Okay, when was the last time Rafael Nadal made excuses in a press conference? I know: after his loss to Juan Martin del Potro in Miami five months ago. He played one of the worst matches I have seen him playing and seemed strangely disinvested on court.
He said there was a reason for his poor play: "A personal one." And what did we learn three months later? He had been playing with sore knees for a while and his parents were officially separating.
For once, it was okay for Rafa to be human. To not be the tireless wining machine and feel vulnerable. And irritable.
There were traces of the same behaviour yesterday after his escape from the continuous onslaught of Nicholas Almagro.
Nadal’s serve was off. His movement around the court was questionable. His tank was clearly running at no more than 75 percent. The reason became very clear when a trainer treated his abdomen muscles for a full five minutes in the third set. There were rumours of yet another injury.
And what did Rafa say when he was asked about it? “I don’t want to talk about it.” Not only did he “not talk,” he was also unusually sullen during his post-match interview. Not the Rafa we are used to seeing.
So what really is happening in the Nadal camp? Questions have been flowing nonstop ever since he pulled out of the tour with tendinitis at the end of last year.
First it was the knees. Rafa clearly put a stop to all that speculation about being “burnt out” by wining the Australian Open—his first hard court slam. Victory was sweet.
Then came assaults on his new clothing and gear. Was he becoming a sellout? Why was Nike trying selling us a stereotypical world No. 1? Worse, why was Nadal letting them?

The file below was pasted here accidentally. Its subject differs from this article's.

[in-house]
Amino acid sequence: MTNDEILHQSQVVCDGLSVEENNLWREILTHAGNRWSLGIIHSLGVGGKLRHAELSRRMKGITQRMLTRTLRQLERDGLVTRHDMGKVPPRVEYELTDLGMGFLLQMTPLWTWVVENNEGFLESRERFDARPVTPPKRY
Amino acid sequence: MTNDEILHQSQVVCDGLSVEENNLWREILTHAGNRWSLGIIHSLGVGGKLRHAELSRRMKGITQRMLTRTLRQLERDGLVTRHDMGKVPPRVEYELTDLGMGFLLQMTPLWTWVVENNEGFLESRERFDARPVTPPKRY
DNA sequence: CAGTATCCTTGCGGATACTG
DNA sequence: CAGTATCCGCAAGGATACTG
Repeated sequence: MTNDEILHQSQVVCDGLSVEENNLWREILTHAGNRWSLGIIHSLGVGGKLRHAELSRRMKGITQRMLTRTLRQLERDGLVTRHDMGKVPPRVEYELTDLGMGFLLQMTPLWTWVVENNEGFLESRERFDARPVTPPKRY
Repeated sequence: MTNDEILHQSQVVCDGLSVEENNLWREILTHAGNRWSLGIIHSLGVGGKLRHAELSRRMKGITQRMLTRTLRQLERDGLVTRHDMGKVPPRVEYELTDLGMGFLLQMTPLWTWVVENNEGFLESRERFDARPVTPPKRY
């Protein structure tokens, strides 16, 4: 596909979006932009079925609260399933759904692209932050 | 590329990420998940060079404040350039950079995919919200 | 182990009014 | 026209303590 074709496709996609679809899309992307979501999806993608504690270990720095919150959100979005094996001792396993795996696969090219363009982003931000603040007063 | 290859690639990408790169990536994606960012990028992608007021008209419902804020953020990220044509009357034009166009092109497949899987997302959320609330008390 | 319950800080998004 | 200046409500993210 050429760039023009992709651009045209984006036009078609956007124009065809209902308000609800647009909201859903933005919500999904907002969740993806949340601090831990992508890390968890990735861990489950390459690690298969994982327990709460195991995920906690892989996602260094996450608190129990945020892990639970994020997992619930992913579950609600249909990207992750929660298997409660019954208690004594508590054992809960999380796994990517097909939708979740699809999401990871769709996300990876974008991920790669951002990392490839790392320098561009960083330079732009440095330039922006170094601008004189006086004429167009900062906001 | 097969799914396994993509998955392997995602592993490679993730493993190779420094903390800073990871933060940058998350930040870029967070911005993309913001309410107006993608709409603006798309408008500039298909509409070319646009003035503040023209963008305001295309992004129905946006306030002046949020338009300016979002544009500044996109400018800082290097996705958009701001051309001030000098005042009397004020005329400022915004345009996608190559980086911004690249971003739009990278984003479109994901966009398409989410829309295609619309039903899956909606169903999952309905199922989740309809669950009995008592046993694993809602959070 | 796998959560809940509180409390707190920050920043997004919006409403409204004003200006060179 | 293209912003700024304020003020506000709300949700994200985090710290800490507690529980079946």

No sooner than we had come to accept him in his new get-up, there was uproar about his scheduling. Why was Rafa playing at events like Rotterdam Barcelona and Madrid? Was it the points, the money, or simply the obligation to please the home crowd? The exact reason was never known.
Then came the biggest blow to his career—a plum injury in the middle of the tennis summer. Defence of the Wimbledon crown was not meant to be. Why was Nadal playing with hurting knees? Who was answerable for his condition? Why wasn’t he foresighted enough to understand the impacts of so much tennis on his already vulnerable knees?
The questions continued throughout Wimbledon.
Rafa made his return at Montréal after two months away from the sport. Sure, he lost his No. 1 ranking, but on the upside, he was fresher than ever to stake claim to the only Slam he is yet to win. Now that he was back with a flourish, many of his fans were hoping for a hassle-free US Open for Rafa.
But as soon as he made his tournament debut, many noticed a very significant change—Rafa suddenly looked much slimmer. Now this can be attributed to his t-shirt wearing, hair cropping, or the fact that he hasn’t trained as much in the past two months as he usually does, but he looks unquestionably smaller in his frame.
Greg Rusedski (@Sky Sports) seems to think he has "intentionally" lost some of his muscle mass to ease up the pressure on his knees. Plausible explanation? Maybe.
Yesterday’s injury seems to have opened yet another can of worms for Rafael Nadal. When I opened my Google browser this morning, there were over 1,000 new news articles devoted just to the “new injury which is plaguing the world No. 3.”
The extent of this injury is presently unknown, and Rafa has flatly refused to shed any more light on it. As tennis fans, it leaves us with no choice but to wait and watch.
Gael Monfils is up next. Not only is he more athletic than Almagro, he is also much faster. If Monfils serves well, Nadal could suffer. Plus we can all count on Monfils to fully expose any fault with Rafa’s movement.
According to Nadal, he will be out there giving 100 percent. Well, that’s nothing new, is it? He always gets an "A" for effort from even his worst critics.
However, there are other questions begging answers of Rafael Nadal, his "new injury" being just one of them. Surely the best way to answer them all would be to keep your head down and work hard. But exactly how hard is he going to push himself?
Is there a magical threshold which allows him all of his gladiatorial battle glory but beyond which he risks irreparable damage? We don't know yet.
As someone who knows how much Rafa likes to win, even at the cost of self-destruction, I hope his relentless chase of this elusive Slam doesn’t hurt him in the long run.
Rest up, Rafa. Tomorrow you fight again.